“We have to continually be jumping off cliffs and developing our wings on the way down.” - Kurt Vonnegut
The @CoderDojo Coolest Projects Awards is the only event of its kind in the world. With over 500 entries this year, it showcased the talent of young coders and engineers from across Europe. The event’s success reflects the phenomenal growth of the organisation behind it. CoderDojo is a network of free coding clubs for kids, or “ninjas,” and it now has over 600 “Dojos” across more than 55 countries. Twitter is a longtime supporter and we were delighted to sponsor the Coolest Projects Awards, as well as provide volunteers and a judge for the day.
Some of these ninjas saw how Twitter can be used to improve people’s lives. Take Stephen Cushen (@cushenst), aged fourteen, from Dublin. With his project, @TimeforTown, Stephen wants to make it easier for travelling Twitter users to get in and out of town from their hotels. When a user sends a tweet to @TimeforTown using the hashtag #hoteltime and a hotel-specific code, they receive an automated response with details of the next bus or train departing their area. Stephen has already integrated the timetables for the London Underground, Dublin Bus, Irish Rail and the entire public transport system of the Netherlands. His next target? New York City’s subway, of course. For his hard work and creativity, Stephen placed second in the Evolution category.
Stephen Cushen with Karen White, European Public Policy Manager
Twitter’s potential as a utility was also at the core of Aisling Gallagher’s project, @BirdsEyeView_. Thirteen-year-old Aisling had set up a bird box with a camera inside. When a user sent either a tweet or DM to @BirdsEyeView_, it would reply with a photo of the box’s interior. Not content with this simple demonstration, Aisling said it served to show how such a facility could be used for home security, baby monitoring and whatever else a user might think of. The Tullamore girl was already thinking how to scale the project and diversify the ways in which such an automated service could be directed to a broad range of home applications.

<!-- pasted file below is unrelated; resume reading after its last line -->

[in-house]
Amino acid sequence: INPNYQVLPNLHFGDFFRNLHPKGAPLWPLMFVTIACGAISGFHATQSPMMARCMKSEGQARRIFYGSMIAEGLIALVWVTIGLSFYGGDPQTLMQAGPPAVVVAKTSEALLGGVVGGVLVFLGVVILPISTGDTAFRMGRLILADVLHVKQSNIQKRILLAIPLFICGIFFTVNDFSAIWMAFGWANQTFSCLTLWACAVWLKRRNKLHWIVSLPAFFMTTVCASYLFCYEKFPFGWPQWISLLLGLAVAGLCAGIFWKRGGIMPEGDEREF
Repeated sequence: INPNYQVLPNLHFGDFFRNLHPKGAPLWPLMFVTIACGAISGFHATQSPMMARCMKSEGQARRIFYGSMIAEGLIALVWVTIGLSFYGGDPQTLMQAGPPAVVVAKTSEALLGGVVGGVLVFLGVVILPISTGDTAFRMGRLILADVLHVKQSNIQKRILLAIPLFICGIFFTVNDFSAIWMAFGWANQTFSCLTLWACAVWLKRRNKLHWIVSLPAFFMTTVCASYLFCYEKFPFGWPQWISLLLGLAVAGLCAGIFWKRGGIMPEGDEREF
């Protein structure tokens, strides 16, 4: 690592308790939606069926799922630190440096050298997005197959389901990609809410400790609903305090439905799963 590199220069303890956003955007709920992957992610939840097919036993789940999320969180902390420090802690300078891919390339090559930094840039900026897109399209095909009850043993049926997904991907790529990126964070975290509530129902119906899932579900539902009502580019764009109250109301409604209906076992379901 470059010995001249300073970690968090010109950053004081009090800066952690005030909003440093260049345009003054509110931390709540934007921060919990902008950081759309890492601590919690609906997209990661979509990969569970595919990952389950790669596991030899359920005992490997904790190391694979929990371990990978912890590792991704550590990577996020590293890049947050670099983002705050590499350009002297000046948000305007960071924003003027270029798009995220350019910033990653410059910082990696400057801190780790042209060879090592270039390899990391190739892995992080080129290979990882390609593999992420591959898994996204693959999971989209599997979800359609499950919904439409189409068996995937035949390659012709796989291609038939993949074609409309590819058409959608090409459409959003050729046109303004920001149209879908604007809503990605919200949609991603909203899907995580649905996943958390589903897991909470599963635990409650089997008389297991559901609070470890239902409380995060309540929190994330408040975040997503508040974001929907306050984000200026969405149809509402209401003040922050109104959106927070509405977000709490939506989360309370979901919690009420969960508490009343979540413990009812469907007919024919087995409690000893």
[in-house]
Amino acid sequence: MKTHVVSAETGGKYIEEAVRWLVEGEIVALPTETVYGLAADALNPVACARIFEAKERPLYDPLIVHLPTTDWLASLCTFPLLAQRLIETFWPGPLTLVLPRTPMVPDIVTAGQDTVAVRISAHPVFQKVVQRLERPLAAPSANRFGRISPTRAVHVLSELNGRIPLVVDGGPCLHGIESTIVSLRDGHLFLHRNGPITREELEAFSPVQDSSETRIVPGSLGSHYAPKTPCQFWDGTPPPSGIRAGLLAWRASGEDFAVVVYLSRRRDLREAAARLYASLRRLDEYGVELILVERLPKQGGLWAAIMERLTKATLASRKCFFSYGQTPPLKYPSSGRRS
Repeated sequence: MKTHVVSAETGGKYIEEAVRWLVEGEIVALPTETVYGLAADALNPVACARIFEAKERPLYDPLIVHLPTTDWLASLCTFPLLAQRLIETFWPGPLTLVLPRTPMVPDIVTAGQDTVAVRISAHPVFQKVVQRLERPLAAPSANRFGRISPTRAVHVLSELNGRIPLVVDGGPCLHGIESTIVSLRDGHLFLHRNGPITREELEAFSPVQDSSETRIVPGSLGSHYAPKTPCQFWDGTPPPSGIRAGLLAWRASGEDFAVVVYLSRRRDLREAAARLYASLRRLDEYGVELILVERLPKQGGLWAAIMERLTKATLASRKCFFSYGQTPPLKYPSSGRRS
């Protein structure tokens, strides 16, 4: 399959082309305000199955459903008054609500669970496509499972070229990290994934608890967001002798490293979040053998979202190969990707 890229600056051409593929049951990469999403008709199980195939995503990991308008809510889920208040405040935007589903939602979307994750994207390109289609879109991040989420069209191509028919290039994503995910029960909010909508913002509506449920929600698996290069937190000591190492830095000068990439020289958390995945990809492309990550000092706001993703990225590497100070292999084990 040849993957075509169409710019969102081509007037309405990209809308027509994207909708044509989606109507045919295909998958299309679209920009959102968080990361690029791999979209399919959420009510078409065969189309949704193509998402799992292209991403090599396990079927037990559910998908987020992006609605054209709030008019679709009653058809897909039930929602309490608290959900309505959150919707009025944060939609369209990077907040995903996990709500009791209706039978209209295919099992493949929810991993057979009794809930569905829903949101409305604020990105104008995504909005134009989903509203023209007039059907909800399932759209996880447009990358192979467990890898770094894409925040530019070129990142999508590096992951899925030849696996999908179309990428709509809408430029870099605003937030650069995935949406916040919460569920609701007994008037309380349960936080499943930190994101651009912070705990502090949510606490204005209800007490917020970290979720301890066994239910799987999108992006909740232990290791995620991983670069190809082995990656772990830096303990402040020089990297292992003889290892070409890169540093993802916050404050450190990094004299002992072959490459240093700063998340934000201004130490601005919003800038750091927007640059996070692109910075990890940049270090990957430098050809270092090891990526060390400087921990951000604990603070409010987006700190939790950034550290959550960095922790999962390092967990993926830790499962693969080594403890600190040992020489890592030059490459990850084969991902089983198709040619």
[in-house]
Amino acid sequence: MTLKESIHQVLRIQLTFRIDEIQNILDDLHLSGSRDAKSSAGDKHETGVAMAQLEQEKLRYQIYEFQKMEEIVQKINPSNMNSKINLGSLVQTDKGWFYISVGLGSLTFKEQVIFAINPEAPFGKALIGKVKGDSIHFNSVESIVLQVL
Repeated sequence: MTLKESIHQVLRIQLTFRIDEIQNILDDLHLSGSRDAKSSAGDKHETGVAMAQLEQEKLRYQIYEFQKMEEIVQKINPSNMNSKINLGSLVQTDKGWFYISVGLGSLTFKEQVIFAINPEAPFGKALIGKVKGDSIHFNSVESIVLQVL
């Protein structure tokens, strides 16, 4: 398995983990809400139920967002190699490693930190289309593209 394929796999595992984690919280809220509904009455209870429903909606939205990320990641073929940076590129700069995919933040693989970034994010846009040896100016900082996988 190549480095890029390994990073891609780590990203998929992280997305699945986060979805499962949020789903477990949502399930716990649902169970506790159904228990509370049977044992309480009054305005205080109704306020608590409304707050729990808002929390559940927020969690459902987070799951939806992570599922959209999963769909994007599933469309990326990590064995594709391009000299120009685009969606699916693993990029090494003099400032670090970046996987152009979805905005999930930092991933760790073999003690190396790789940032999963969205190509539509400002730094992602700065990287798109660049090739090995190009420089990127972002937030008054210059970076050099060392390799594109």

Aisling Gallagher shows off her unique Twitter-based project
That both these projects were created with social value in mind was the rule, not the exception, at this year’s event. This generation is thinking of the future and how they might make it better by using technology in ways we haven’t thought of yet. They’re curious, creative and have the confidence to act on their ideas. Challenges are overcome and “it’s impossible” isn’t a phrase they understand.
Conor Begley’s project was an example of this boundless ambition. Conor’s aunt suffers from severe cerebral palsy which limits movement to her eyebrows. This makes communication extremely difficult. Conor, aged seventeen, wanted to give his aunt a memorable Christmas present while also making her life easier. So, he decided to invent, design and manufacture QuickCom. By linking sensors placed on his aunt’s eyebrows to a programme, Conor developed a way for her to quickly type what she wants to say. The programme is even loaded with stock phrases to save her having to type every sentence; “Come on Liverpool!” being a great example. Conor says his aunt’s use of QuickCom has allowed him to identify and improve on flaws in the project’s original design and he’s keen to bring it to other people who might need it. He’s thinking big, like so many of his peers.
Conor and the hundreds of kids who joined him in the RDS are why Twitter supports @CoderDojo. Their work is an antidote to cynicism and an exciting look at our future. With the Coolest Projects Awards, they’re getting the rockstar treatment they so richly deserve.
Did someone say … cookies?